That history is somewhat obscured by the present sturm und drang about falling property values and the meltdown of sub-prime lending. But I think those are relatively short-term situations. Real estate is inherently a long-term investment, and any long-term investment requires the patience to ride out ups and downs.

(A cautionary side note: what I said about real estate in the preceding paragraphs is a statistical approach, that is, something which is true on average. Any given piece of property might have results near the average, far better or far worse. Just as with financial investments, you need to evaluate both the broad category of investment and the particular asset. Professional driver on a closed course. Your mileage may vary.)

Non-Mathematical Decision Making

Sometimes the decision about tax-advantaged versus taxable investment accounts is made for you: if you are not eligible for a tax-advantaged account, you have no choice. But given an actual choice, few people make their decision on a purely rational basis.

That’s OK. What it really means is that you assign a value to factors that cannot be mathematically quantified.

Ease, for example. This is not a good factor in my view, because it is a polite way of saying, “I don’t want to think about this.” All too often, taking the least effortful course results in no savings at all. Many companies now acknowledge this and automatically enroll new hires in the 401k plan. This makes it easier to participate in the 401k than to not participate.

Better psychological factors involve financial discipline. Many people feel they would just spend the money if it were in an ordinary investment account. For them, money in a tax-advantaged account feels unavailable for spending due to the tax penalty for early withdrawal and the rigmarole involved in taking money out.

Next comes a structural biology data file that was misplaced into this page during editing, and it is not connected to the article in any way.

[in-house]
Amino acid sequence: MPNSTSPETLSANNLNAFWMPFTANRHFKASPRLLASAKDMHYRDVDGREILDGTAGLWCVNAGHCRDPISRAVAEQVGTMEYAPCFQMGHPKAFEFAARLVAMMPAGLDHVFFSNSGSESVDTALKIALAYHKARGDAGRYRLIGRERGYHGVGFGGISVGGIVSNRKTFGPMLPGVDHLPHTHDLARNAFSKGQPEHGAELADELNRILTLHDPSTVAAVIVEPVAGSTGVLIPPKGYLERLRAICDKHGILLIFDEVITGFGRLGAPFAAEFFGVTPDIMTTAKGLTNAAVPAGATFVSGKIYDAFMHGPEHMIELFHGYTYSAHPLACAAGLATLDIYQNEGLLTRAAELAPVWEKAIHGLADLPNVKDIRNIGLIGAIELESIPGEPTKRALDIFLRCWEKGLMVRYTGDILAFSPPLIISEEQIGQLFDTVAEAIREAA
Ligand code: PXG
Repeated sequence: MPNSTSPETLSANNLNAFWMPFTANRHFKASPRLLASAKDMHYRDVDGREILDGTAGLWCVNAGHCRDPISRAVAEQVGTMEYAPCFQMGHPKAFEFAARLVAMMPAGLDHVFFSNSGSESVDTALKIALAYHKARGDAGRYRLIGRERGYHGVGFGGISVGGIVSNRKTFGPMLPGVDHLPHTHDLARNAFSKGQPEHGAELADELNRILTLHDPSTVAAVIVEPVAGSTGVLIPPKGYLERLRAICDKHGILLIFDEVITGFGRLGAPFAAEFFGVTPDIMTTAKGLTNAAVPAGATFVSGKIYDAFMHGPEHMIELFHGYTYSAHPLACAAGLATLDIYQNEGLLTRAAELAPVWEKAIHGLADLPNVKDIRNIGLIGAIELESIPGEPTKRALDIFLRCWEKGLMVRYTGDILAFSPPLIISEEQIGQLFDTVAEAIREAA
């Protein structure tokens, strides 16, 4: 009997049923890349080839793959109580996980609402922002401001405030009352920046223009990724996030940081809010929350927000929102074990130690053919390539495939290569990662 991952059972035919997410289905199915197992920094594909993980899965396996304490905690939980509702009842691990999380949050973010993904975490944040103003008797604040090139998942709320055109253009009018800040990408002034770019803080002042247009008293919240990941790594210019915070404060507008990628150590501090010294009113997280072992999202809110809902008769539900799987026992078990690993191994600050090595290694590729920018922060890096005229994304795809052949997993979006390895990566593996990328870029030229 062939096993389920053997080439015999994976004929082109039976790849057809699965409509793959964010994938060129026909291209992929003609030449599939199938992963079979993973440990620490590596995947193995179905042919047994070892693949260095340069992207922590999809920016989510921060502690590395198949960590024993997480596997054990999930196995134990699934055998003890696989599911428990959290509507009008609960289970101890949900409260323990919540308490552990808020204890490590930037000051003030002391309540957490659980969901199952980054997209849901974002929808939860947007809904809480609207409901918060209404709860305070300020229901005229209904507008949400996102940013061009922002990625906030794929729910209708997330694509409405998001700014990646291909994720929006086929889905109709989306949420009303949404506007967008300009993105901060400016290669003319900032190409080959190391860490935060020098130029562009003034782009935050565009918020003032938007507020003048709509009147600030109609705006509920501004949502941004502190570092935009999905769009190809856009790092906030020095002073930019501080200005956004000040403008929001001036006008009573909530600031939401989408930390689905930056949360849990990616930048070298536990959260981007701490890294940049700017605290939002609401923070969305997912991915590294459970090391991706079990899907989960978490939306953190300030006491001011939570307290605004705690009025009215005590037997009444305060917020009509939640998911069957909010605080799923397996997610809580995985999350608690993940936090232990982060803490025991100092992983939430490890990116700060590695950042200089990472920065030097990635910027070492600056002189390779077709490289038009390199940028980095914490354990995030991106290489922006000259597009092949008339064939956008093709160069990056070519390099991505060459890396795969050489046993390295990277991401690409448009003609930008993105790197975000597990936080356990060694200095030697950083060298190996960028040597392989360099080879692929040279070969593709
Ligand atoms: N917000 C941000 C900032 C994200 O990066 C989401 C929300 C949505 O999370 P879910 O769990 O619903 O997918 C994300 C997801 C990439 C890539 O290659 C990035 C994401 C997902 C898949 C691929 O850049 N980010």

Others feel just the opposite. They need to have “mad money,” funds they can easily get to in an emergency – no matter how unlikely that is.

Both are correct, based on their own values.

The dollar limit on annual contributions to an IRA or 401k also cuts both ways as a psychological factor. For some, it is a chafing restraint; they see going beyond that as a challenge to prove their worthiness. For others, it can be a limiting goal: once they reach that, they have no further target and slack off.

Last in my list is the factor I think most important in this or any other investment decision: you have to do what lets you sleep at night.

Keeping Your Balance

In the end, most people wind up with a blend. By retirement, they have a home, an IRA, a taxable brokerage account and money in the bank. Find your balance, and stick to it.

Free Offer

Every year during the income tax season, I offer free copies of my “Checklist of Potential Deductions...” for those in the arts. Just call my office, or send an email to checklist@gregmermel.com.

More PerformInk columns »

home | you | your business | your arts org | "money and taxes" | GLBT community | about us | contact us
© 2008 H. Gregory Mermel, C.P.A., P.C. All rights reserved.